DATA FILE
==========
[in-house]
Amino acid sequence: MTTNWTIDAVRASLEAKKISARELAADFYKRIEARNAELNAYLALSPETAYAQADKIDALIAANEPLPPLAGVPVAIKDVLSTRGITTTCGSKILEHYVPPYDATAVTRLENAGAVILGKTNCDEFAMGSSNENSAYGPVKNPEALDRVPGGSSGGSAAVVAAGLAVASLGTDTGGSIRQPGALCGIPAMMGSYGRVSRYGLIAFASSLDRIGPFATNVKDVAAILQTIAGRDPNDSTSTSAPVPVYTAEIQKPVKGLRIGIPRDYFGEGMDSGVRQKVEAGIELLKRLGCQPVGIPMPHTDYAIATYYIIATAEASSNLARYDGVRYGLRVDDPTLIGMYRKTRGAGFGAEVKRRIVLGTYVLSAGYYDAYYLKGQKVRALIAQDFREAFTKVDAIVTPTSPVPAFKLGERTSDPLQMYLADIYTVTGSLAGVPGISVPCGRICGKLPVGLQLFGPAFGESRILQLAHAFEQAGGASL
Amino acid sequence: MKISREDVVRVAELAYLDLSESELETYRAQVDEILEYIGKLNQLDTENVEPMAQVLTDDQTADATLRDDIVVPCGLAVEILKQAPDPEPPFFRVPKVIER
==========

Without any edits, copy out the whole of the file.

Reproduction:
[in-house]
Amino acid sequence: MTTNWTIDAVRASLEAKKISARELAADFYKRIEARNAELNAYLALSPETAYAQADKIDALIAANEPLPPLAGVPVAIKDVLSTRGITTTCGSKILEHYVPPYDATAVTRLENAGAVILGKTNCDEFAMGSSNENSAYGPVKNPEALDRVPGGSSGGSAAVVAAGLAVASLGTDTGGSIRQPGALCGIPAMMGSYGRVSRYGLIAFASSLDRIGPFATNVKDVAAILQTIAGRDPNDSTSTSAPVPVYTAEIQKPVKGLRIGIPRDYFGEGMDSGVRQKVEAGIELLKRLGCQPVGIPMPHTDYAIATYYIIATAEASSNLARYDGVRYGLRVDDPTLIGMYRKTRGAGFGAEVKRRIVLGTYVLSAGYYDAYYLKGQKVRALIAQDFREAFTKVDAIVTPTSPVPAFKLGERTSDPLQMYLADIYTVTGSLAGVPGISVPCGRICGKLPVGLQLFGPAFGESRILQLAHAFEQAGGASL
Amino acid sequence: MKISREDVVRVAELAYLDLSESELETYRAQVDEILEYIGKLNQLDTENVEPMAQVLTDDQTADATLRDDIVVPCGLAVEILKQAPDPEPPFFRVPKVIER